The way I see it, everyone deals with pain differently. For some people, they express it in music. Others turn to drugs and alcohol. And for some, pain manifests in depression. The pain needs to go somewhere, and for some people, that’s the way it manifests. Maybe not forever — but for now. It’s hard for people to understand this without the knowledge about the difference between chronic depression and that rather momentary, situational depression everyone experiences from time to time. Like most things, it’s just impossible to understand it fully without having the experience yourself.

I think that medication was the catalyst for my change; what allowed me to learn new ways to deal with my pain. I may not be in the same pit of depression I was when this all started, but that doesn’t mean I don’t experience gut-wrenching sadness or grief at times. That doesn’t mean I’m cured, or that the depression is “gone.” It’s still there; it lingers below the surface, informing my life and decisions in ways I don’t even realize. But those dark feelings just don’t dominate my life anymore. I’ve learned to let these feelings out through the release of a camera shutter, the click of typewriter keys, and the soft grinding of pebbles underneath bicycle wheels.

Depression taught me that I shouldn’t fear feelings, “positive” or “negative.” They all add to me as a human, even if that means they’re taking something of me away. I love the gift of being able to feel things as deeply as I do. I would choose that over indifference any day. I will always choose my fire red, midnight blue, shining white, and deep forest green feelings over the pale grays. These are the feelings that make my life rich. I don’t wish I could undo or forget that time in my life. It has changed me permanently, in positive ways I never could have anticipated at the time, and probably in ways I don’t yet even understand.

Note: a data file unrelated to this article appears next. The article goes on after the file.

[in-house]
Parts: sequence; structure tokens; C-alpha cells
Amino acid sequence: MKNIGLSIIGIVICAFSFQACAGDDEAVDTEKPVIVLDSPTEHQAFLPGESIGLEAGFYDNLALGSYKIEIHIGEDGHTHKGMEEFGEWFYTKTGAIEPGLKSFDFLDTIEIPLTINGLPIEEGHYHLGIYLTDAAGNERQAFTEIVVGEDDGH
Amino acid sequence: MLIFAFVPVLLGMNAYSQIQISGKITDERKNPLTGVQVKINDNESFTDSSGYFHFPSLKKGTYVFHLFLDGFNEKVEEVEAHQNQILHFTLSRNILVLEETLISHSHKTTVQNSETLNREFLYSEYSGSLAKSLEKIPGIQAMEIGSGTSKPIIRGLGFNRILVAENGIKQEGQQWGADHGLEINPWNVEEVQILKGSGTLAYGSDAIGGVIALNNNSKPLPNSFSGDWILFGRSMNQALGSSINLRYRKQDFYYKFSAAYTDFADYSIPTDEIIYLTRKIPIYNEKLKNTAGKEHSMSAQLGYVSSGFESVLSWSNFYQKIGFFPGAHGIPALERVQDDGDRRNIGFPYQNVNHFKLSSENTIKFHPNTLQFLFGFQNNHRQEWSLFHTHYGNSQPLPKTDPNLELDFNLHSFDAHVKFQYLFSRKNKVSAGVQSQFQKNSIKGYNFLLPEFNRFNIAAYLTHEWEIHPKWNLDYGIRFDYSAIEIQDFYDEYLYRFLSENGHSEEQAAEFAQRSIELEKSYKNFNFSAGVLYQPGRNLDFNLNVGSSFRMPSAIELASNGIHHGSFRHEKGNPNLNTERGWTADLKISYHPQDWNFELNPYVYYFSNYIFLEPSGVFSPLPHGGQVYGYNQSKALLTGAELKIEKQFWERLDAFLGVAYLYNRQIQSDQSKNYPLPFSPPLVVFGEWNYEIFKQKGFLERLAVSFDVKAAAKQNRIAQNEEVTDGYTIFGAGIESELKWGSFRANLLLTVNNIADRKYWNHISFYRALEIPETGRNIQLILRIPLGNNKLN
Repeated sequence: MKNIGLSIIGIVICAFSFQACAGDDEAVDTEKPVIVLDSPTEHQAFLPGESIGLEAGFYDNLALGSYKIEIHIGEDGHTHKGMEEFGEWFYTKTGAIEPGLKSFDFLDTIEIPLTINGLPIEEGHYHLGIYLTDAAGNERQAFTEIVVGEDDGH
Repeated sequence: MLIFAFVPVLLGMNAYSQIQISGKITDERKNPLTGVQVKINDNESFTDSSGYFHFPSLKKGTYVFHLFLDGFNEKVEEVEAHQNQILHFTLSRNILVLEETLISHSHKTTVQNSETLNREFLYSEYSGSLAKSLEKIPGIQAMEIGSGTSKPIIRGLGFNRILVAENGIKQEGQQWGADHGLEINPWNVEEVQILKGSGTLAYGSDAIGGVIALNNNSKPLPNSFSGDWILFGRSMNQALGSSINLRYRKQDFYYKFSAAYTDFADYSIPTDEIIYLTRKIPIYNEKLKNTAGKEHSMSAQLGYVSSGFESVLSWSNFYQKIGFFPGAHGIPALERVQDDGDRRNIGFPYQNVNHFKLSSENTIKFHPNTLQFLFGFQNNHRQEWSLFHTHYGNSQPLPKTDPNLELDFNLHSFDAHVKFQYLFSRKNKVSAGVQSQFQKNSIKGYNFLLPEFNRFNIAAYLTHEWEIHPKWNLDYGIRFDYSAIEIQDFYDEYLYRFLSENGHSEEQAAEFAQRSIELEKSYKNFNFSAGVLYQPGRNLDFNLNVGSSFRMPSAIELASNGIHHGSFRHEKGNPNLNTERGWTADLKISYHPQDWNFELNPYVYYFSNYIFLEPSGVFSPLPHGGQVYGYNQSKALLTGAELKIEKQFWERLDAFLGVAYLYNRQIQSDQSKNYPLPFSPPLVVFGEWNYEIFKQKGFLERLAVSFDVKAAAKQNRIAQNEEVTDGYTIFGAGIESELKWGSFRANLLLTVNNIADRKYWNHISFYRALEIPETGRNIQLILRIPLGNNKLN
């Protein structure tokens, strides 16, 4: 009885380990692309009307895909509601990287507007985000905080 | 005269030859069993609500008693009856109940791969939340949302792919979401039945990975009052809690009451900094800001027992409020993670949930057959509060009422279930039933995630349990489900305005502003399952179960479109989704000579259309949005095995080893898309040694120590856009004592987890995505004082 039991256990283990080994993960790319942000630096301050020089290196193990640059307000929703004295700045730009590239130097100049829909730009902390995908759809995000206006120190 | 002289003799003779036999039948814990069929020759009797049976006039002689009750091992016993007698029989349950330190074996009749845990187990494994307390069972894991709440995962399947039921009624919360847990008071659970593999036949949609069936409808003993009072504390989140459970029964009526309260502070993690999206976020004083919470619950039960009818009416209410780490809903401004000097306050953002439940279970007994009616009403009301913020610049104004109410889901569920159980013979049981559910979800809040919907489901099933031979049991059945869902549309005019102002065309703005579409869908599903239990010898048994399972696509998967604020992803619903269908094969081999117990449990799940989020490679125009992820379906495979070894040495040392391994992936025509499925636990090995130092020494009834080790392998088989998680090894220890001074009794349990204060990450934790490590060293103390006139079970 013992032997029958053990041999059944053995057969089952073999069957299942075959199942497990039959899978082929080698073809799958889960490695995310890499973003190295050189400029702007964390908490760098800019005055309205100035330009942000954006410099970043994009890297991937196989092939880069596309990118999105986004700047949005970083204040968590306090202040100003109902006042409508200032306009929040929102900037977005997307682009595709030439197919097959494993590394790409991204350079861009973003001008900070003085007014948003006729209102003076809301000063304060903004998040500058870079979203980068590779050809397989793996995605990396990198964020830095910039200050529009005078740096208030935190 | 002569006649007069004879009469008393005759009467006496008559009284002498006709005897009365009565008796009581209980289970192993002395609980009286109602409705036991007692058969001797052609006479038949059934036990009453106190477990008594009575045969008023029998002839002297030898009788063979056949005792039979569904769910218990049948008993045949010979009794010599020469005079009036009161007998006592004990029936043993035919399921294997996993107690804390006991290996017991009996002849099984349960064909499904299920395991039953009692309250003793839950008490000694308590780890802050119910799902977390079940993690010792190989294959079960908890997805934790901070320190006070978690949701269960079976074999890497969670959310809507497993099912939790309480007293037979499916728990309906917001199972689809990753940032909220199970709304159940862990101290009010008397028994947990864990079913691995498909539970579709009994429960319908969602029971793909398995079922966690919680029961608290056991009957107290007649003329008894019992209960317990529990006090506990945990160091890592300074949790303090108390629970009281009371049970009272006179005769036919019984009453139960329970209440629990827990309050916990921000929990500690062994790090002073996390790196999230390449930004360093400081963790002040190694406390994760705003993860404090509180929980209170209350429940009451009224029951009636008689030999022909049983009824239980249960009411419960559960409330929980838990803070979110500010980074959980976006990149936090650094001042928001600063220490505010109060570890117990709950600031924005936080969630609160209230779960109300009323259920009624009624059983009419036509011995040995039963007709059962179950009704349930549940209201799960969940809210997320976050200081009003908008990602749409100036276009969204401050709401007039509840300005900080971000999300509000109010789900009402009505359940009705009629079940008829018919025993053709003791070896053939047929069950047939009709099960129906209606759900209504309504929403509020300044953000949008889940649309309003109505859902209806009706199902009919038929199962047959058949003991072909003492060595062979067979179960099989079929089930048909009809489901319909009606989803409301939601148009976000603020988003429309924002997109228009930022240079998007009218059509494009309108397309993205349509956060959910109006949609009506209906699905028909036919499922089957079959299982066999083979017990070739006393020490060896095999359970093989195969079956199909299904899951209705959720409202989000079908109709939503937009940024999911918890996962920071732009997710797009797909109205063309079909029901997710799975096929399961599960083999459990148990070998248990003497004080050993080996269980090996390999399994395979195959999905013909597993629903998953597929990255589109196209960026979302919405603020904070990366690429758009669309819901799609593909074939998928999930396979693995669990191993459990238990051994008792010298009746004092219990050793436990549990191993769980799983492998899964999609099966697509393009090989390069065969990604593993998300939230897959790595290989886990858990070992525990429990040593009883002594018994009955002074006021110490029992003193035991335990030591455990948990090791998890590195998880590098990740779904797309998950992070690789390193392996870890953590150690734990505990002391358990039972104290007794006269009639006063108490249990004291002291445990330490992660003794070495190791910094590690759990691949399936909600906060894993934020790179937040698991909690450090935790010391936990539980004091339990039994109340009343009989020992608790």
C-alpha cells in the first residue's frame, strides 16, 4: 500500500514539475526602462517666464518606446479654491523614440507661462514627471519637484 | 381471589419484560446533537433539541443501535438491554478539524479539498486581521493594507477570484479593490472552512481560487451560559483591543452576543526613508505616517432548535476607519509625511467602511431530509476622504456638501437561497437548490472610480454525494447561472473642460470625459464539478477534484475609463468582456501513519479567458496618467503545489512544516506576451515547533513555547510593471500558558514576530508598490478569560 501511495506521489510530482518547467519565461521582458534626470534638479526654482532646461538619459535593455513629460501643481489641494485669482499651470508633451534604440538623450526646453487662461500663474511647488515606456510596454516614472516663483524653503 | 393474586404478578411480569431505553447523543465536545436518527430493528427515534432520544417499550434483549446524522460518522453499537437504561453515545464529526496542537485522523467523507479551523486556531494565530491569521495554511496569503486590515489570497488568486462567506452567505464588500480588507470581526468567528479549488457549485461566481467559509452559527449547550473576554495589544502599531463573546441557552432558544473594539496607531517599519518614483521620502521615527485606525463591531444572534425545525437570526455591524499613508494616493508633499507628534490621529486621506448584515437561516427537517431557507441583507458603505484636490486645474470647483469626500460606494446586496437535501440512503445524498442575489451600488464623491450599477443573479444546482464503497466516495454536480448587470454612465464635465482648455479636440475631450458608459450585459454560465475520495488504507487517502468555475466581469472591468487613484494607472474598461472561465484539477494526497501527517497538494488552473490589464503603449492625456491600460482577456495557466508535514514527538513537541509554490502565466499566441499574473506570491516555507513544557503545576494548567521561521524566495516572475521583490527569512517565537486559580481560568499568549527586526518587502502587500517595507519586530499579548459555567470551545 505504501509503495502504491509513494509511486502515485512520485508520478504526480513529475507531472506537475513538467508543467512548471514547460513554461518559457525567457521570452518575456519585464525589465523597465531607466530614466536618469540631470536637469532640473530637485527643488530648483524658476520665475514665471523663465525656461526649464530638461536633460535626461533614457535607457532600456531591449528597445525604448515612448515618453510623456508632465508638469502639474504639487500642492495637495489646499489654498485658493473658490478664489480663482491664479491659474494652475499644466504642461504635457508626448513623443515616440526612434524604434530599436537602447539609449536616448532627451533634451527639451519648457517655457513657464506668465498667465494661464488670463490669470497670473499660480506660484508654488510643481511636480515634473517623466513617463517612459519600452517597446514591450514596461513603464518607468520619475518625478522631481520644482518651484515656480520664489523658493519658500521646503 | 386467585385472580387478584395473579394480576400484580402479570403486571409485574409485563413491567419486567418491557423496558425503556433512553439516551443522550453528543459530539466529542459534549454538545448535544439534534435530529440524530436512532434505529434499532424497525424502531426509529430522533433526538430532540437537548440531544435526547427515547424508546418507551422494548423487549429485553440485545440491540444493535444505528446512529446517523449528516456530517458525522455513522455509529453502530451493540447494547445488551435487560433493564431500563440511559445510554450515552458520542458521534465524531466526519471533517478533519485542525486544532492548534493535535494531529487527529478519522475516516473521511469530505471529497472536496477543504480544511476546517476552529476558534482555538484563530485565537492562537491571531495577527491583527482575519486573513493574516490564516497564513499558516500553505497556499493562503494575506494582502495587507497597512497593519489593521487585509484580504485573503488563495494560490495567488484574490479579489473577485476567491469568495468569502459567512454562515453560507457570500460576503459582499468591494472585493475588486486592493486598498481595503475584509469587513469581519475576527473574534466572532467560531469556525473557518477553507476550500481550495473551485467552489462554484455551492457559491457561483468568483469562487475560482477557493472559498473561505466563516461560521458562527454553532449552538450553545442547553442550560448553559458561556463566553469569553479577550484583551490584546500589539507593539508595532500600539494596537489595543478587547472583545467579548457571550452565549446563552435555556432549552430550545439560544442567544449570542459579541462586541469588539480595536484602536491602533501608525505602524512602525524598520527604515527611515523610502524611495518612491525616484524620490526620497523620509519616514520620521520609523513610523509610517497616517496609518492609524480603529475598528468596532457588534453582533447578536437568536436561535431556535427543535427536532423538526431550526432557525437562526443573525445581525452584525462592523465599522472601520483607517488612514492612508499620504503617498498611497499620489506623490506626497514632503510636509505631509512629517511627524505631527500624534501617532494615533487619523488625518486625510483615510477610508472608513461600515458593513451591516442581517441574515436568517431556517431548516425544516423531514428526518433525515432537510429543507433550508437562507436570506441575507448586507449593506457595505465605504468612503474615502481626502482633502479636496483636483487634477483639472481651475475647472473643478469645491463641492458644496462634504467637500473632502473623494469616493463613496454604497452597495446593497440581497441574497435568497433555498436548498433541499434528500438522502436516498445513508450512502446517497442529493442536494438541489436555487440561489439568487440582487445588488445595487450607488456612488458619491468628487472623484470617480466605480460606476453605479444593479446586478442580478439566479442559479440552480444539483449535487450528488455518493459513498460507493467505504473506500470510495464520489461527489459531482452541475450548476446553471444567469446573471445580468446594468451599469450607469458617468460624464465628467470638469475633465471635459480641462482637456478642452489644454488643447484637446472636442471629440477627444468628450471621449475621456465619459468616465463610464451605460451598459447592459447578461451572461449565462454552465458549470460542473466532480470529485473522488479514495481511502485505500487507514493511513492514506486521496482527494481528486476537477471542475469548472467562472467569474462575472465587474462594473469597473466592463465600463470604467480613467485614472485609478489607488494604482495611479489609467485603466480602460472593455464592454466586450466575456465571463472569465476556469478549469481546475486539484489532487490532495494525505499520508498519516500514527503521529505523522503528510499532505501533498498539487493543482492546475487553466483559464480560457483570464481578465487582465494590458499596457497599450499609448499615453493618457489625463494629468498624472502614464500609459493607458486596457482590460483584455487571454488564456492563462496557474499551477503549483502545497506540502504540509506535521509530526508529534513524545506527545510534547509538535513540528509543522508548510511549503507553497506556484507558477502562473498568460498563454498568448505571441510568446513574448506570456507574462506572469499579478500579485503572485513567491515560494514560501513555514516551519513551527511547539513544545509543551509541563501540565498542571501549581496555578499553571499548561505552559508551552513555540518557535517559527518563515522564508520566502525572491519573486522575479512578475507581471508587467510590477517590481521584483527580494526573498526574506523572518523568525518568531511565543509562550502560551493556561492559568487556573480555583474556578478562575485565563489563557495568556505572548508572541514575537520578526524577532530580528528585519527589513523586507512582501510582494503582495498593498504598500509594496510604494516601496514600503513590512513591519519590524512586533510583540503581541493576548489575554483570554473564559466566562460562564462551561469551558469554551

I’m not ashamed of my depression anymore.

Self-portrait, 2008

Sophie Pellegrini

Sophie Pellegrini is the Co-Founder of Ramona and previous Artistic & Creative Director. She is a photographer and therapist based in St. Louis, Missouri. Follow Sophie on her website and on Instagram.


  • Janie says:

    Thank you Sophie. needed this.

  • Mel says:

    Thanks Sophie!

  • Grace says:

    How do I know if medication works for me??

    • Sophie Pellegrini says:

      Such a great question, Grace. Unfortunately there’s no easy answer. The only way to really know is to speak to your psychiatrist, like Sam suggested. That’s their entire job! A lot of times, it’s a trial and error process– I know it was for me. Often, medication is a good option if you find that other techniques, like talk therapy, aren’t doing quite enough. Take a peek at this article! Love, Sophie

  • Sam says:

    Grace, I don’t know if I am meant to respond to your comment but for me, you just know. I knew when I started to feel normal again. If you’re asking, then you’re probably ok. You would know if it wasn’t working… But don’t take my word as gospel, maybe ask your psychologist? 🙂

  • Leslie H says:

    No one should be ashamed of a mental health issue. It’s a neurochemical imbalance, not a choice. I think most people say they want to go the natural route when treating depression but when that doesn’t make you feel better then it’s time to look at other options. There are treatments out there that work. I just finished a very interesting set of books called "Healing the Mind and Body" by Paul D. Corona MD ( This is a very factual and interesting series that is written in a way that I, as a patient, could understand. I like to do my homework when it comes to medication and new developments in the field of mental health, especially when it comes to my own health. The author has a lot of experience and knowledge when it comes to to the use of SSRI and the newer SNRI medications. This series was well priced and offered a load of information that I found very useful. I hope you will check it out and good luck in your recovery!